‘Little hope of energy investment rebounding,’ economist warns

·2-min read
Closeup of a bucketwheel reclaimer at oilsands mines of Fort McMurray, Alberta, Canada.
Closeup of a bucketwheel reclaimer at oilsands mines of Fort McMurray, Alberta, Canada.

As Canada’s energy sector anxiously awaits a policy response from Ottawa to address falling crude prices, some observers predict little can be done to prevent a long-lasting downturn.

Western Canadian Select, the main grade from Canada’s energy patch, fell below US$10 per barrel again on Monday, continuing a slide driven by the one-two punch of COVID-19 constricting demand, and the threat of oversupply from a Saudi-Russian price war.

North American benchmark West Texas Intermediate (WTI)(CL=F) dropped as low as US$20 per barrel last week. That’s lower than the price crashes in early-2016 and late-2018.

Stephen Brown, senior Canada economist at London-based Capital Economics, believes policymakers need to do more to reduce the chance of a broader recession in the first half of the year becoming a prolonged slump. But he said little can be done at this point to stop a long-lasting hit to energy.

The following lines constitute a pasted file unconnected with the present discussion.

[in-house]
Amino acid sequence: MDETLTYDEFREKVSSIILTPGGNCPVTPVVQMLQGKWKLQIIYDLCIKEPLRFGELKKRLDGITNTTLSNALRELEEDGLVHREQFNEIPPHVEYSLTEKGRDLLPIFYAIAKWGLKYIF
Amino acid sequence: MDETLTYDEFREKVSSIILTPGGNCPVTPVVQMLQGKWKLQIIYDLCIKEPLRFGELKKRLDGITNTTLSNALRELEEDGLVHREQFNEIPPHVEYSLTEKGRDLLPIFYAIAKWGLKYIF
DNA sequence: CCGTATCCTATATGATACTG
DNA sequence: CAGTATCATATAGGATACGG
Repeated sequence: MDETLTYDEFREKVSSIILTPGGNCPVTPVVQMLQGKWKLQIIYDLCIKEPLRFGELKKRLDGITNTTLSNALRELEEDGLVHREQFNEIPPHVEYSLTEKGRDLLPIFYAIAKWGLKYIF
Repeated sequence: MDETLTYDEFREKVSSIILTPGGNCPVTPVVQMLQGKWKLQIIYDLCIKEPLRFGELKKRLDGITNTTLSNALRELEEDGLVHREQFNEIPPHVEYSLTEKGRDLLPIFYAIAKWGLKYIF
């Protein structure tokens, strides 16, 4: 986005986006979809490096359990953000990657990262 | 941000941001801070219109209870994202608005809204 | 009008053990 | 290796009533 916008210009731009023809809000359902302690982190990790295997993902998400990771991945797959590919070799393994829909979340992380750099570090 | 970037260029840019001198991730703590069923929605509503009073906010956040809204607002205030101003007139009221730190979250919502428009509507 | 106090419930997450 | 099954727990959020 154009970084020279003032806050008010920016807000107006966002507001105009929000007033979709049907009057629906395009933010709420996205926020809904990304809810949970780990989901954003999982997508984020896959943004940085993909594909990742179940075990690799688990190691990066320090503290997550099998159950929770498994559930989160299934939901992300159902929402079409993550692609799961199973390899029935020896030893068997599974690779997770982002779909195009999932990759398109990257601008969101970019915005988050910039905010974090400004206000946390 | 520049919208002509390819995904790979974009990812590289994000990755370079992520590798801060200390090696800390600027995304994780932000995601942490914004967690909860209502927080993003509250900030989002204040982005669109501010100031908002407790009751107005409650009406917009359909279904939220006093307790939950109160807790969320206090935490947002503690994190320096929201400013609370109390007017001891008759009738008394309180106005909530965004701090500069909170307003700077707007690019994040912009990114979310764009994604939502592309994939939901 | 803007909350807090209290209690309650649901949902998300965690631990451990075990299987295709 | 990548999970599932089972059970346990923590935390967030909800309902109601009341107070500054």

“There is little hope of energy investment rebounding if, as we expect, WTI remains below $50 per barrel for most of the next two years,” he wrote in a research note on Monday.

The federal government is expected to announce $15 billion in relief measures for the oil and gas sector this week, according to the Globe and Mail newspaper. Those could include more access to credit, and funding to put laid-off employees to work cleaning abandoned oil and gas wells, the report said.

The province of Alberta has announced tax relief for the sector, and other measures such as waiving millions in fees collected by the Alberta Energy Regulator.

Brown said falling oil prices reflect a “potentially seismic shift in the global oil market” that Ottawa will be ill-equipped to meaningfully address.

“After consistently losing market share to the U.S. shale industry, some OPEC+ members have found output cuts too hard to stomach,” he wrote.

“If the group cannot agree to keep production limited, then oil prices will remain lower than they would otherwise be, even once the global economy recovers. That’s bad news for those producers with the highest production costs, such as [Canada’s] oil sands industry.”

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